You may be excited by the psychedelic haze of the meditative new Rihanna album, or jazzed beyond a reasonable doubt about Kanye’s new album Waves or Finger in the Booty, or whatever. But so far, the only aspect of music in 2016 so far about which yours truly has felt truly fired up is that our old friend Plies is maintaining some visibility.
The Fort Myers-based rapper is frequently in your favorite rap blog headlines, whether beefing with artists much bigger than him, posting endlessly watchable but often perplexing social media missives, or collaborating with like-minded street rap up-and-comers like Kodak Black:
Here’s another fantastic recent track, clocking in at almost 5 million views:
These videos and songs are completely in Plies’ wheelhouse — along the lines of the mixtapes, albums, and videos he has been releasing throughout his decade-plus career. Yet he maintains a steady fanbase. He manages to avoid fading into obscurity by releasing tons of music and freaking the world out on Instagram, Twitter, and Vine.
The amazing thing about Plies is that he was once pretty much a fixture on the rap charts, in the days when so-called “ringtone rap,” or Southern party rap, was at its apex in terms of commercial dominance. Between 2007 and 2010, Plies put out four albums, and three made the top five on the Billboard 200. His career has been a long, unwieldy string of hits, both national and regional. 2007’s “Shawty” and 2008’s “Bust It Baby Pt. 2” are his highest charting songs, but “Becky” is arguably his most iconic, a callback to a more carefree time in club rap.
Plies is also notable for being an extremely witty and charming guy off-record. This interview with Ebro of New York’s Hot 97 shows the rapper poking fun at the self-serious, “real hip-hop” evangelist’s condensing questions.
Part of the discussion brings up another great piece of the Plies puzzle: Music is his second love. Plies attended Miami University (of Ohio) and then the University of Central Florida, where he was a star wide receiver. Plies has widely maintained that his eyes were set on playing professionally for a long time, before music and street life pulled him away from that track. Doubt has been cast on how good his chances really were, but I’ll believe the legend, and probably whatever Plies says. Snoop does:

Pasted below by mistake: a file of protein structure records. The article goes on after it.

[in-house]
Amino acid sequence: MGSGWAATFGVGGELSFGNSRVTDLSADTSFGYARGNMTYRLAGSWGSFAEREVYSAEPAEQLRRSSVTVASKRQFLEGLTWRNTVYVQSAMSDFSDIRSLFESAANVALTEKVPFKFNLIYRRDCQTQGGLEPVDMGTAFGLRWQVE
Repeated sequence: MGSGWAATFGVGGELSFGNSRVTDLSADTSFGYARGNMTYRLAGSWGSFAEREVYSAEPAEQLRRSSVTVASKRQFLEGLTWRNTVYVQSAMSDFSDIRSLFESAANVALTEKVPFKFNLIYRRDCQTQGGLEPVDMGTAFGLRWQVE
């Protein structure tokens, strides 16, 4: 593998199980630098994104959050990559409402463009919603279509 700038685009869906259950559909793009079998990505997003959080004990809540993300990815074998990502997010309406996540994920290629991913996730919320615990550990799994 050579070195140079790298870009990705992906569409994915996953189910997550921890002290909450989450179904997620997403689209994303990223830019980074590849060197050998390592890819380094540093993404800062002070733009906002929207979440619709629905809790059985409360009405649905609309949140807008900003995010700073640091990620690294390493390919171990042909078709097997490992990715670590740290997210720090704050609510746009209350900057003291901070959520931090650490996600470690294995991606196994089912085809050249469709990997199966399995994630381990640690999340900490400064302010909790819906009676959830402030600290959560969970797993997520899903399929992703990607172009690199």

Before talking more about why Plies is important, let me just also point out that he made this song, still likely the dirtiest rap song I’ve ever heard:
Plies is a compelling but unassuming cultural anomaly — the kind that we need as many of as we can get. The only side effect of his continuing prominence is that he keeps falling into new running beefs, most recently with rising Atlanta star and Inverse favorite Young Thug, which is why we are seeing his name so much these days. We can only hope nothing gets out of control.
Kevin Gates just pushed a major label debut to release and has three of its tracks on the charts. There is an audience for traditionalist, hardnosed, cookin’ and fuckin’ Southern trap music like this in the hearts of this country. And there is endless room for the ever-endearing Plies — the only good thing about Florida — in mine.